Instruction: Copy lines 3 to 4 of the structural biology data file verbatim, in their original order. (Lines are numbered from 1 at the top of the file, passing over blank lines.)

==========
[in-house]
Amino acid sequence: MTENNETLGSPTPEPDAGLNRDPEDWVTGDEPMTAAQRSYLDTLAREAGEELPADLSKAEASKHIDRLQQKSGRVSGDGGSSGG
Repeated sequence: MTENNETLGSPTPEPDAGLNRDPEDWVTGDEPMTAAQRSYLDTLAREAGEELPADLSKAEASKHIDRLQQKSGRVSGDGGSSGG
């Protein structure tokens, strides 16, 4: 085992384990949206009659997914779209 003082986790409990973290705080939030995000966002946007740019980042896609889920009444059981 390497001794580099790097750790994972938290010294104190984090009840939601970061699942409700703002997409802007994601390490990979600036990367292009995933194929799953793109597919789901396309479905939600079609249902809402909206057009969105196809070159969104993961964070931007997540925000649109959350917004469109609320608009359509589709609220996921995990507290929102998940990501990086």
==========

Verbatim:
Repeated sequence: MTENNETLGSPTPEPDAGLNRDPEDWVTGDEPMTAAQRSYLDTLAREAGEELPADLSKAEASKHIDRLQQKSGRVSGDGGSSGG
């Protein structure tokens, strides 16, 4: 085992384990949206009659997914779209 003082986790409990973290705080939030995000966002946007740019980042896609889920009444059981 390497001794580099790097750790994972938290010294104190984090009840939601970061699942409700703002997409802007994601390490990979600036990367292009995933194929799953793109597919789901396309479905939600079609249902809402909206057009969105196809070159969104993961964070931007997540925000649109959350917004469109609320608009359509589709609220996921995990507290929102998940990501990086």